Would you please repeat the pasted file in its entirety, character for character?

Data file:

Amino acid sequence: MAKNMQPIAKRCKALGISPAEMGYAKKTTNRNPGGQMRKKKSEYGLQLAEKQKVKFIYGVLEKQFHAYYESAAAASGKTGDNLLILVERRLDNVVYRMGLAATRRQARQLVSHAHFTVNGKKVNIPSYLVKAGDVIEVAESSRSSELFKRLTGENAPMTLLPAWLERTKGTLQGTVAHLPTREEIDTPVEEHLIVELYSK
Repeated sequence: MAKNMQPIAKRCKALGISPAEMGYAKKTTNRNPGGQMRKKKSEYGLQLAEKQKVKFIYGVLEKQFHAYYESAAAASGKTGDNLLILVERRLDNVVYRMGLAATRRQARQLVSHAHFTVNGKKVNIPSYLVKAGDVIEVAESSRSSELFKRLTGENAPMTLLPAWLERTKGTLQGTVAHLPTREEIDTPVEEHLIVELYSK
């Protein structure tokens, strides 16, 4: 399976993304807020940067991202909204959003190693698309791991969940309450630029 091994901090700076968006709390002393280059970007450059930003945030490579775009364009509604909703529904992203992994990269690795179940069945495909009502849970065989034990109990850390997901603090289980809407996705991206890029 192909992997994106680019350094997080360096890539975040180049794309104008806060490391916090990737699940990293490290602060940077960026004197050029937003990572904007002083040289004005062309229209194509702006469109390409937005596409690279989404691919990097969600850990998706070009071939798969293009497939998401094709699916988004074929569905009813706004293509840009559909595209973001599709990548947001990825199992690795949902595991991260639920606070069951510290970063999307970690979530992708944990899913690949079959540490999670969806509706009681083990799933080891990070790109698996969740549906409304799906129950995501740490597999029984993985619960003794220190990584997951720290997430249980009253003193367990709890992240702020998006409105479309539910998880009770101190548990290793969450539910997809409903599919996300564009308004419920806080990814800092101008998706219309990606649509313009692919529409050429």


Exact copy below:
Amino acid sequence: MAKNMQPIAKRCKALGISPAEMGYAKKTTNRNPGGQMRKKKSEYGLQLAEKQKVKFIYGVLEKQFHAYYESAAAASGKTGDNLLILVERRLDNVVYRMGLAATRRQARQLVSHAHFTVNGKKVNIPSYLVKAGDVIEVAESSRSSELFKRLTGENAPMTLLPAWLERTKGTLQGTVAHLPTREEIDTPVEEHLIVELYSK
Repeated sequence: MAKNMQPIAKRCKALGISPAEMGYAKKTTNRNPGGQMRKKKSEYGLQLAEKQKVKFIYGVLEKQFHAYYESAAAASGKTGDNLLILVERRLDNVVYRMGLAATRRQARQLVSHAHFTVNGKKVNIPSYLVKAGDVIEVAESSRSSELFKRLTGENAPMTLLPAWLERTKGTLQGTVAHLPTREEIDTPVEEHLIVELYSK
């Protein structure tokens, strides 16, 4: 399976993304807020940067991202909204959003190693698309791991969940309450630029 091994901090700076968006709390002393280059970007450059930003945030490579775009364009509604909703529904992203992994990269690795179940069945495909009502849970065989034990109990850390997901603090289980809407996705991206890029 192909992997994106680019350094997080360096890539975040180049794309104008806060490391916090990737699940990293490290602060940077960026004197050029937003990572904007002083040289004005062309229209194509702006469109390409937005596409690279989404691919990097969600850990998706070009071939798969293009497939998401094709699916988004074929569905009813706004293509840009559909595209973001599709990548947001990825199992690795949902595991991260639920606070069951510290970063999307970690979530992708944990899913690949079959540490999670969806509706009681083990799933080891990070790109698996969740549906409304799906129950995501740490597999029984993985619960003794220190990584997951720290997430249980009253003193367990709890992240702020998006409105479309539910998880009770101190548990290793969450539910997809409903599919996300564009308004419920806080990814800092101008998706219309990606649509313009692919529409050429």